Russia used its veto power on the UN Security Council Oct. 8 to kill a French-backed resolution demanding an immediate end to air-strikes on besieged Aleppo. Venezuela, shamefully (but not surprisingly), also voted against it. This was the fifth time Russia has used its veto to kill a UN resolution on Syria since the war began more than five years ago. (Reuters) The aerial terror remains unrelenting. On Oct. 13, a Russian or Assad regime air-strike (it matters little which) killed at at least 15 at a marketplace in rebel-held eastern Aleppo. (Rudaw) Secretary of State John Kerry has called for an investigation of possible war crimes by Russia and the Assad regime.
"Left" media in the US continue to portray a massive Washington program of support for the Syrian rebels to destabilize the regime of Bashar Assad—in spite of the utter baselessness of this thesis. We recently had to call out the ironically-named Fairness and Accuracy in Reporting (FAIR) for spreading such empty dogmatism in a piece entitled "Down the Memory Hole: NYT Erases CIA's Efforts to Overthrow Syria's Government." Despite the sketchy media accounts it cites of supposed CIA expenditures on Syrian rebels, we have repeatedly documented how the US is actually tilting to Assad in Syria's war. What limited aid is being made available is explicitly for use against ISIS—not Assad. We noted last year reports that the US is actually constraining the rebel forces from fighting Assad as a condition of receiving aid, insisting they fight only ISIS. Last week another such report ran on Lebanon's Now Media. Once again, a rebel commander from the FSA's Southern Front is quoted asserting that his forces were ordered by the US Military Operations Center in Jordan not to launch an offensive to retake the town of Sheikh Maskin—which had fallen to the regime when the MOC earlier this year ordered the Southern Front to concentrate on an offensive against ISIS rather than defending its territory. So the price of such arms that the US does provide the rebels is ceding territory to the regime. Let us know how you want your crow prepared, FAIR.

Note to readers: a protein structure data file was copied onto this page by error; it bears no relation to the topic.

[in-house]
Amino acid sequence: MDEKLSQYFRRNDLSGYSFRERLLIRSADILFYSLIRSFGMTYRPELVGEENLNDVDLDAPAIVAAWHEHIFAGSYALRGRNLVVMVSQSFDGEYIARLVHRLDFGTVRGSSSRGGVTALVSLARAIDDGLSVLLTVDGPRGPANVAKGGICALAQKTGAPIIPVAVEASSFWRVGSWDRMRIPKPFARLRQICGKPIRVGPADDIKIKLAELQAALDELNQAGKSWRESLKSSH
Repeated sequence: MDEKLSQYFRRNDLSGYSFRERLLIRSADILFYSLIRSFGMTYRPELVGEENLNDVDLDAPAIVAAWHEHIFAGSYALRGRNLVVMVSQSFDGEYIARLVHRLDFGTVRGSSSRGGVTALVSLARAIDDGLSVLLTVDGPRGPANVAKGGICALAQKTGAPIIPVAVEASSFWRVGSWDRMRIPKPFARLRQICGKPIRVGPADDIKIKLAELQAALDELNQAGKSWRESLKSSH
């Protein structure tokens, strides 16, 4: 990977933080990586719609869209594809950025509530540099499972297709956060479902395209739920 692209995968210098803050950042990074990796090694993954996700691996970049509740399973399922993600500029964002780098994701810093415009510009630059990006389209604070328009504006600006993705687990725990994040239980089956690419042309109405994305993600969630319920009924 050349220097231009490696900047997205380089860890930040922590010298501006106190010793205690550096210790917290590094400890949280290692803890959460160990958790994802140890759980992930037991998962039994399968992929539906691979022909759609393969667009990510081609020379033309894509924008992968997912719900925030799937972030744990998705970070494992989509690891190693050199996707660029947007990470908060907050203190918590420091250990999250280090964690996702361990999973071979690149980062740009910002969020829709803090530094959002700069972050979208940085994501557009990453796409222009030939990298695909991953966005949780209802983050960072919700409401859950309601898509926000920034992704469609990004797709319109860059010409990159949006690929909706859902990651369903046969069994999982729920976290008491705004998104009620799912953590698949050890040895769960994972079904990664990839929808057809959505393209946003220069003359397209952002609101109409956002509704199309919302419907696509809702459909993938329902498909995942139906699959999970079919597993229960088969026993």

From the Alliance of Syrian and Iranian Socialists, March 2016:
Five years after the beginning of the popular Syrian Revolution which demanded democracy and human rights, the Syrian revolutionaries have been decimated through the combined military force of the Assad regime, the Iranian regime with its sectarian militias, Russian air strikes and military assistance on the one hand, and the ultra-terrorist ISIS and other Salafist–Jihadist organizations on the other hand. Nevertheless, a partial reduction of air-strikes by Russia and the Assad regime in early March led to an immediate revival of mass protests of the democratic opposition across the country with banners such as the following in Idlib: "Our peaceful revolution is still in progress until toppling Assad and imposing justice all over Syria."
The notion that Syria's Rojava Kurds are collaborating with Russia—and, by extension, the genocidal Bashar Assad regime—is fast gaining currency. British Foreign Secretary Philip Hammond was the latest to make the charge, telling Parliament: "What we have seen over the last weeks is very disturbing evidence of coordination between Syrian Kurdish forces, the Syrian regime and the Russian air force which are making us distinctly uneasy about the Kurds' role in all of this." (